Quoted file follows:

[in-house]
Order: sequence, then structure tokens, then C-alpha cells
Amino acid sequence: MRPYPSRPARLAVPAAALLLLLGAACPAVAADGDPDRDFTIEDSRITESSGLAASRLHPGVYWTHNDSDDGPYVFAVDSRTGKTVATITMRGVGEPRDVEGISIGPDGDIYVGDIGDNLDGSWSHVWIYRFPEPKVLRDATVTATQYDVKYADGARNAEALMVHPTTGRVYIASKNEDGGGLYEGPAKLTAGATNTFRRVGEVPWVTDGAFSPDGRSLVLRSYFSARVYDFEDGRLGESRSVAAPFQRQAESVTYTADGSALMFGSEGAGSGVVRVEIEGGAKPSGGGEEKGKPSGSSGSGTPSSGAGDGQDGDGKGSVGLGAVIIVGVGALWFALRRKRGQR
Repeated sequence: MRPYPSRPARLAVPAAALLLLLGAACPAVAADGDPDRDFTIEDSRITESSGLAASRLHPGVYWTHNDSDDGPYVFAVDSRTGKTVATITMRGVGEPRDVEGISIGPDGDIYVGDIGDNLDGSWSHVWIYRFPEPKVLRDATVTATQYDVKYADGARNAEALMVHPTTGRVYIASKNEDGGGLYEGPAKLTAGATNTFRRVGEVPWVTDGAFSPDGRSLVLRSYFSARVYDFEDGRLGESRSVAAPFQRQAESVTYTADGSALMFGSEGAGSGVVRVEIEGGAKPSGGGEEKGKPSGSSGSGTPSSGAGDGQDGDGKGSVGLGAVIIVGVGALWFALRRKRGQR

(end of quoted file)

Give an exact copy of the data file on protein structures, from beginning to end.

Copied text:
[in-house]
Order: sequence, then structure tokens, then C-alpha cells
Amino acid sequence: MRPYPSRPARLAVPAAALLLLLGAACPAVAADGDPDRDFTIEDSRITESSGLAASRLHPGVYWTHNDSDDGPYVFAVDSRTGKTVATITMRGVGEPRDVEGISIGPDGDIYVGDIGDNLDGSWSHVWIYRFPEPKVLRDATVTATQYDVKYADGARNAEALMVHPTTGRVYIASKNEDGGGLYEGPAKLTAGATNTFRRVGEVPWVTDGAFSPDGRSLVLRSYFSARVYDFEDGRLGESRSVAAPFQRQAESVTYTADGSALMFGSEGAGSGVVRVEIEGGAKPSGGGEEKGKPSGSSGSGTPSSGAGDGQDGDGKGSVGLGAVIIVGVGALWFALRRKRGQR
Repeated sequence: MRPYPSRPARLAVPAAALLLLLGAACPAVAADGDPDRDFTIEDSRITESSGLAASRLHPGVYWTHNDSDDGPYVFAVDSRTGKTVATITMRGVGEPRDVEGISIGPDGDIYVGDIGDNLDGSWSHVWIYRFPEPKVLRDATVTATQYDVKYADGARNAEALMVHPTTGRVYIASKNEDGGGLYEGPAKLTAGATNTFRRVGEVPWVTDGAFSPDGRSLVLRSYFSARVYDFEDGRLGESRSVAAPFQRQAESVTYTADGSALMFGSEGAGSGVVRVEIEGGAKPSGGGEEKGKPSGSSGSGTPSSGAGDGQDGDGKGSVGLGAVIIVGVGALWFALRRKRGQR